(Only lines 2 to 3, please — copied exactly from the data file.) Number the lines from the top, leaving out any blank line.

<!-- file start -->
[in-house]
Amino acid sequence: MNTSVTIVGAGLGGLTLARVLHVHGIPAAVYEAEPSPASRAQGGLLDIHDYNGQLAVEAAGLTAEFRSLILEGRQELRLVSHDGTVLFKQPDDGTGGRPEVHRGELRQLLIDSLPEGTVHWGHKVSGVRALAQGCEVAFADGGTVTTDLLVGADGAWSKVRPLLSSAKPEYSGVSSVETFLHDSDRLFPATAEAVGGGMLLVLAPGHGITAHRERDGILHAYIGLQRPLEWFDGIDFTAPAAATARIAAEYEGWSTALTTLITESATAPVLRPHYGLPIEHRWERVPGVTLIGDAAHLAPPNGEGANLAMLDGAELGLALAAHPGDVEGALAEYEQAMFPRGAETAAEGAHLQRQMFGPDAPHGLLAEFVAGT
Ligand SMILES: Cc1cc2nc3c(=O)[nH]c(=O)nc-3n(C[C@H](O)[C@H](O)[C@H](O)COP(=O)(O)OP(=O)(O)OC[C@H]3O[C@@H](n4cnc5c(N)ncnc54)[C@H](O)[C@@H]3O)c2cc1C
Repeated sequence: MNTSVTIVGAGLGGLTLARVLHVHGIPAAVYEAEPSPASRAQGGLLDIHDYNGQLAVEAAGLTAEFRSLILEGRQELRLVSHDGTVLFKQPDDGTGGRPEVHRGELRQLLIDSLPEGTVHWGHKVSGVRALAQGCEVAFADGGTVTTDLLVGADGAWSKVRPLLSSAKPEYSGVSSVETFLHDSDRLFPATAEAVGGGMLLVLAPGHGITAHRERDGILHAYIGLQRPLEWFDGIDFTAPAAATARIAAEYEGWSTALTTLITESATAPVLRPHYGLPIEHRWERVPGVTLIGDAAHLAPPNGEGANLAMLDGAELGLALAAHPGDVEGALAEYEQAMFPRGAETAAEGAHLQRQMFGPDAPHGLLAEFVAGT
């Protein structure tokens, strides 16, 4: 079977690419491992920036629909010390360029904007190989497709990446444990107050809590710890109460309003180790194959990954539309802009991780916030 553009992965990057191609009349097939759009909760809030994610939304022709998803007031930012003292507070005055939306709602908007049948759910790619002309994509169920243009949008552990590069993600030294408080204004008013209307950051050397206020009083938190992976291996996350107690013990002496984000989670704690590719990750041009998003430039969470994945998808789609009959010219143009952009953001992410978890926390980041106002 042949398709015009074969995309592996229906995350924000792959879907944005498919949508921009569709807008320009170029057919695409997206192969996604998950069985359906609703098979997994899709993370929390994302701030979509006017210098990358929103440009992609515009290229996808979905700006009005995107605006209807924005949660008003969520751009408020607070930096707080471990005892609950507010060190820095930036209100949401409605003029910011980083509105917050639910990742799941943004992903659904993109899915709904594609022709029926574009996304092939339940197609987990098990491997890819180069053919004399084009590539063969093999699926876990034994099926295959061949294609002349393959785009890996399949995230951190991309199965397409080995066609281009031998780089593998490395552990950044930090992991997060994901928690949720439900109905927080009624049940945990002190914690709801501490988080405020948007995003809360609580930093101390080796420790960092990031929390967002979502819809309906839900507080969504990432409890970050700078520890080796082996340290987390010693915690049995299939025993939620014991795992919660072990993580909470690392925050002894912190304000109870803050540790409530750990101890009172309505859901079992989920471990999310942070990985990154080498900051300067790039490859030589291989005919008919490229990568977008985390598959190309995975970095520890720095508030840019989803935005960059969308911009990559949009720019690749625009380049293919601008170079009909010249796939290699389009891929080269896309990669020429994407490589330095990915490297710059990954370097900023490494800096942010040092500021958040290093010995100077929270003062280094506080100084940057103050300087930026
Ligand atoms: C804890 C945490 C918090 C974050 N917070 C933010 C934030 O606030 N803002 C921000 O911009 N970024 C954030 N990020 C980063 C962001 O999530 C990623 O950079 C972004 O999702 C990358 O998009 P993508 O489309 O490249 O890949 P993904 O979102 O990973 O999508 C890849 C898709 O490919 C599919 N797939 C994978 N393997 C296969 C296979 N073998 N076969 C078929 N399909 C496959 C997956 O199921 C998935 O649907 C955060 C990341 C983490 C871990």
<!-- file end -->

Amino acid sequence: MNTSVTIVGAGLGGLTLARVLHVHGIPAAVYEAEPSPASRAQGGLLDIHDYNGQLAVEAAGLTAEFRSLILEGRQELRLVSHDGTVLFKQPDDGTGGRPEVHRGELRQLLIDSLPEGTVHWGHKVSGVRALAQGCEVAFADGGTVTTDLLVGADGAWSKVRPLLSSAKPEYSGVSSVETFLHDSDRLFPATAEAVGGGMLLVLAPGHGITAHRERDGILHAYIGLQRPLEWFDGIDFTAPAAATARIAAEYEGWSTALTTLITESATAPVLRPHYGLPIEHRWERVPGVTLIGDAAHLAPPNGEGANLAMLDGAELGLALAAHPGDVEGALAEYEQAMFPRGAETAAEGAHLQRQMFGPDAPHGLLAEFVAGT
Ligand SMILES: Cc1cc2nc3c(=O)[nH]c(=O)nc-3n(C[C@H](O)[C@H](O)[C@H](O)COP(=O)(O)OP(=O)(O)OC[C@H]3O[C@@H](n4cnc5c(N)ncnc54)[C@H](O)[C@@H]3O)c2cc1C